Red and green. Sidmouth’s cliffs’ colours embrace the Town Beach, bathing the landscape with a sense of warmth even in the height of winter.

“Just a mo”, a woman cajoled a toddler tugging at her hand. “We’ll go down and collect some soon.” Pebbles gleamed on the shore below. Smooth, rounded, grey and pink.

The promenade is a fairly short walk. Typical seaside accommodation faces spectacular views heralding the Jurassic Coast. And down side roads, the town centre is within sight, so after an amble along the seafront, Mr Word Loft and I went to investigate.

I’m always tempted by sales, and the first store we came to lured me in, but it wasn’t until later when sorting through my bargains, I realized they were from a business based in my home county, Cornwall, when I had intended to buy something from Devon.

Further in town, we came across St Giles and St Nicholas parish church, originally Mediaeval, but rebuilt in the Victorian era. Ancient burial vaults were found but thankfully left intact. Strands of organ music rang out creating a friendly ambience to the busy surroundings, but unsure about whether a funeral was about to take place, we admired the grounds and architecture from a distance.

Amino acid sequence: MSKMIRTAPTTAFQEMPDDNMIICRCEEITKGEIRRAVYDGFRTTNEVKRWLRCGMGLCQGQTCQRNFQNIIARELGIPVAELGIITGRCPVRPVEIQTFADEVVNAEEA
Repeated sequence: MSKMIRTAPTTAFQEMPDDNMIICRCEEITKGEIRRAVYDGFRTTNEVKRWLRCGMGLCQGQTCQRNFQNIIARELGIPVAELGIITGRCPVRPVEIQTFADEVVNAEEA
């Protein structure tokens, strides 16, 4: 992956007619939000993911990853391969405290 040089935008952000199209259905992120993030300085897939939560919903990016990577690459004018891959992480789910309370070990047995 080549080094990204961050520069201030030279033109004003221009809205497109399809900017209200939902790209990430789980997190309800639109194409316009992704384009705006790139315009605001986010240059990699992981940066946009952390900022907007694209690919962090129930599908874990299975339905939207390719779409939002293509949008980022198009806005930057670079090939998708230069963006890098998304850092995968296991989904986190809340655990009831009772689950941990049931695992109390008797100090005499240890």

After refreshments – cappuccinos and crumbly cherry shortcake, we headed out of the main area and were delighted to come across Byes Toll House, situated on Waterloo Bridge. It’s not as grand as the one in London, but both commemorate Wellington’s triumph over Napoleon in 1815. I photographed the blue plaque and peered through the bridge’s balustrade at Byes Riverside Park where an enchanting weir gushes and glitters on a stretch of Devon’s shortest river, the River Sid.

A local stopped and chatted for a minute or two; telling me how otters often play up and down the waterway. That a kingfisher had just swooped behind me as I admired the old toll house and I had missed seeing it.

We stopped and waited for a while, but weren’t lucky to see either of the creatures, so it was a little disappointing, but not for long.

Smaller bridges span the river, and spindly branches reflect in ripples. Beautiful at wintertime, but the scenery must be glorious in summer when greenery caresses the water.

Daffodils grow at the edges, complementing blue wooden hearts speared into the ground nearby, and a mystery. So pretty, but why are they there? I’ve posted about them on social media, but so far haven’t discovered their story.

If I find out, I’ll let you know.

Until next time,
Sue. X